The church even grew during this time, and this was acknowledged by Soviet sources. The first secretary of the Lvov Komsomol, Oleksiy Babiychuk, claimed:
    in this oblast, particularly in the rural areas, a large number of the population adheres to religious practices, among them a large proportion of youth. In the last few years, the activity of the Uniates [Ukrainian Catholics] has grown, that of representatives of the Uniates as well as former Uniate priests; there are even reverberations to renew the overt activity of this Church.
    After Stalin died, Ukrainian Catholics hoped this would lead to better conditions for themselves, but such hopes were dashed in the late 50s when the authorities arrested even more priests and unleashed a new wave of anti-Catholic propaganda. Secret ordinations occurred in exile. Secret theological seminaries in Ternopol and Kolomyia were reported in the Soviet press in the 1960s when their organizers were arrested. In 1974 a clandestine convent was uncovered in Lvov.

    During the Soviet era, the Ukrainian Greek Catholic Church did flourish throughout the Ukrainian diaspora. Cardinal Yosyf Slipyi was jailed as a dissident but named in pectore (in secret) a cardinal in 1949; he was freed in 1963 and was the subject of an extensive campaign to have him named as a patriarch, which met with strong support as well as controversy. Pope Paul VI demurred, but compromised with the creation of a new title of major archbishop (assigned to Yosyf Slipyi on 23 December 1963 ), with a jurisdiction roughly equivalent to that of a patriarch in an Eastern church. This title has since passed to Myroslav Ivan Lubachivsky in 1984 and thereafter to Lubomyr Husar in 2000 and Sviatoslav Shevchuk in 2011; this title has also been granted to the heads of three other Eastern Catholic Churches.

    In 1968, when the Ukrainian Catholic Church was legalized in Czechoslovakia, a large scale campaign was launched to harass recalcitrant clergy who remained illegal. These clergy were subject to interrogations, fines and beatings. In January 1969 the KGB arrested an underground Catholic bishop named Vasyl Velychkovsy and two Catholic priests, and sentenced them to three years of imprisonment for breaking anti-religious legislation.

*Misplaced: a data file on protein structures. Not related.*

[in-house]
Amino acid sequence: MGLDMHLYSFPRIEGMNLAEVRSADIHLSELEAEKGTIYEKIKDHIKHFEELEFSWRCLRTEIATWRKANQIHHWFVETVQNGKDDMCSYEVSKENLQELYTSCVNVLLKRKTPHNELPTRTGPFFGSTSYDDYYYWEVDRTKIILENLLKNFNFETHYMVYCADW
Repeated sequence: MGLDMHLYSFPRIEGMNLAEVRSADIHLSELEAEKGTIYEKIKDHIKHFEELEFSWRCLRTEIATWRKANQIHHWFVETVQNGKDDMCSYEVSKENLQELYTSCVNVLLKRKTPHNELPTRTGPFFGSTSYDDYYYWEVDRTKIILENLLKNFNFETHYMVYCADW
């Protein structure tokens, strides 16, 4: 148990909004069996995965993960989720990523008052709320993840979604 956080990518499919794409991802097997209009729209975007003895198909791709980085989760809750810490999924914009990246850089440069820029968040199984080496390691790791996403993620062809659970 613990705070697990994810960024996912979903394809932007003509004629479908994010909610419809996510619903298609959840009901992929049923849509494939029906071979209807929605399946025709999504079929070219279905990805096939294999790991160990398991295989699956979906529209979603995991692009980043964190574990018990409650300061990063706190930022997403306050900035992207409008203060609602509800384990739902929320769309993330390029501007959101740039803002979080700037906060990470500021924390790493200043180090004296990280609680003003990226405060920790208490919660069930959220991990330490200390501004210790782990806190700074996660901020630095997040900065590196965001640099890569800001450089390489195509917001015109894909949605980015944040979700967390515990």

Activities that could lead to arrest included holding religious services, educating children as Catholics, performing baptisms, conducting weddings or funerals, hearing confessions or giving the last rites, copying religious materials, possessing prayer books, possessing icons, possessing church calendars, possessing religious books or other sacred objects. Conferences were held to discuss how to perfect the methodology in combatting Ukrainian Catholicism in the West Ukraine.

    At times the Ukrainian Catholics attempted to employ legal channels to have their community recognized by the state. In 1956-1957 there were petitions to the proper authorities to request for churches to be opened. More petitions were sent in the 60s and 70s, all of which were refused. In 1976, a priest named Volodymyr Prokipov was arrested for presenting such a petition to Moscow. The response to these petitions by the state had been to sharpen attacks against the community.

    In 1984 a samizdat Chronicle of the Catholic Church began to be published by Ukrainian Catholics. The founder of the group behind this publication, Yosef Terelya, was arrested in 1985 and sentenced to 7 years imprisonment and 5 years of exile. His successor, Vasely Kobryn, was arrested and sentenced to 3 years of exile.

    The Solidarity movement in Poland and Pope John Paul II supported the Ukrainian Catholics. The state media attacked John Paul II. The antireligious journal Liudyna i Svit (Man and the World) published in Kiev wrote:
    Proof that the Church is persistently striving to strengthen its political influence in socialist countries is witnessed by the fact that Pope John Paul II gives his support to the emigre hierarchy of the so-called Ukrainian Catholic Church . . .. The current tactic of Pope John Paul II and the Roman Curia lies in the attempts to strengthen the position of the Church in all socialist countries as they have done in Poland, where the Vatican tried to raise the status of the Catholic Church to a state within a state. In the last few years, the Vatican has paid particular attention to the question of Catholicism of the Slavonic nations. This is poignantly underscored by the Pope when he states that he is not only a Pope of Polish origin, but the first Slavic Pope, and he will pay particular attention to the Christianization of all Slavic nations.